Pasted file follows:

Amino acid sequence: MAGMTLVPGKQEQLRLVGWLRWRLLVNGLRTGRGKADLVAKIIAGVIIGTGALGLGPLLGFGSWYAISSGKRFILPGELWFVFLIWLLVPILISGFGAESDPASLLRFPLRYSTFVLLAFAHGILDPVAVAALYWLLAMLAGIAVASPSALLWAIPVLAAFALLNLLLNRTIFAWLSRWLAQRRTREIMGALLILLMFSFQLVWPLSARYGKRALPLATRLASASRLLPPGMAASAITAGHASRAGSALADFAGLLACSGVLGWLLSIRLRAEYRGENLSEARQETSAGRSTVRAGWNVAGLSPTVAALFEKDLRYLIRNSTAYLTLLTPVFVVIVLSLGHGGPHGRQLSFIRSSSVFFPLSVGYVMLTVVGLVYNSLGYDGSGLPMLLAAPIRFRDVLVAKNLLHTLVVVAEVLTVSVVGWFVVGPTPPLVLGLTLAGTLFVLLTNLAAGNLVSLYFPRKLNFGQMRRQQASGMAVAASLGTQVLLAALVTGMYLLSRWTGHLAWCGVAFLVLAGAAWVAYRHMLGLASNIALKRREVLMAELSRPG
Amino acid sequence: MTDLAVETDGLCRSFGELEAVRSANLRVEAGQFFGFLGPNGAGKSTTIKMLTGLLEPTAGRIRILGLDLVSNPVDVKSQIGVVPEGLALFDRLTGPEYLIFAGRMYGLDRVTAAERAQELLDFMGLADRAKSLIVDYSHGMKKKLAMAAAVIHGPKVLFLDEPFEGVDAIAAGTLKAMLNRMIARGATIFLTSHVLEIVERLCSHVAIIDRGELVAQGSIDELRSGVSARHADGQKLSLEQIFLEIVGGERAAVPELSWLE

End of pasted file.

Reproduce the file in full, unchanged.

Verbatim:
Amino acid sequence: MAGMTLVPGKQEQLRLVGWLRWRLLVNGLRTGRGKADLVAKIIAGVIIGTGALGLGPLLGFGSWYAISSGKRFILPGELWFVFLIWLLVPILISGFGAESDPASLLRFPLRYSTFVLLAFAHGILDPVAVAALYWLLAMLAGIAVASPSALLWAIPVLAAFALLNLLLNRTIFAWLSRWLAQRRTREIMGALLILLMFSFQLVWPLSARYGKRALPLATRLASASRLLPPGMAASAITAGHASRAGSALADFAGLLACSGVLGWLLSIRLRAEYRGENLSEARQETSAGRSTVRAGWNVAGLSPTVAALFEKDLRYLIRNSTAYLTLLTPVFVVIVLSLGHGGPHGRQLSFIRSSSVFFPLSVGYVMLTVVGLVYNSLGYDGSGLPMLLAAPIRFRDVLVAKNLLHTLVVVAEVLTVSVVGWFVVGPTPPLVLGLTLAGTLFVLLTNLAAGNLVSLYFPRKLNFGQMRRQQASGMAVAASLGTQVLLAALVTGMYLLSRWTGHLAWCGVAFLVLAGAAWVAYRHMLGLASNIALKRREVLMAELSRPG
Amino acid sequence: MTDLAVETDGLCRSFGELEAVRSANLRVEAGQFFGFLGPNGAGKSTTIKMLTGLLEPTAGRIRILGLDLVSNPVDVKSQIGVVPEGLALFDRLTGPEYLIFAGRMYGLDRVTAAERAQELLDFMGLADRAKSLIVDYSHGMKKKLAMAAAVIHGPKVLFLDEPFEGVDAIAAGTLKAMLNRMIARGATIFLTSHVLEIVERLCSHVAIIDRGELVAQGSIDELRSGVSARHADGQKLSLEQIFLEIVGGERAAVPELSWLE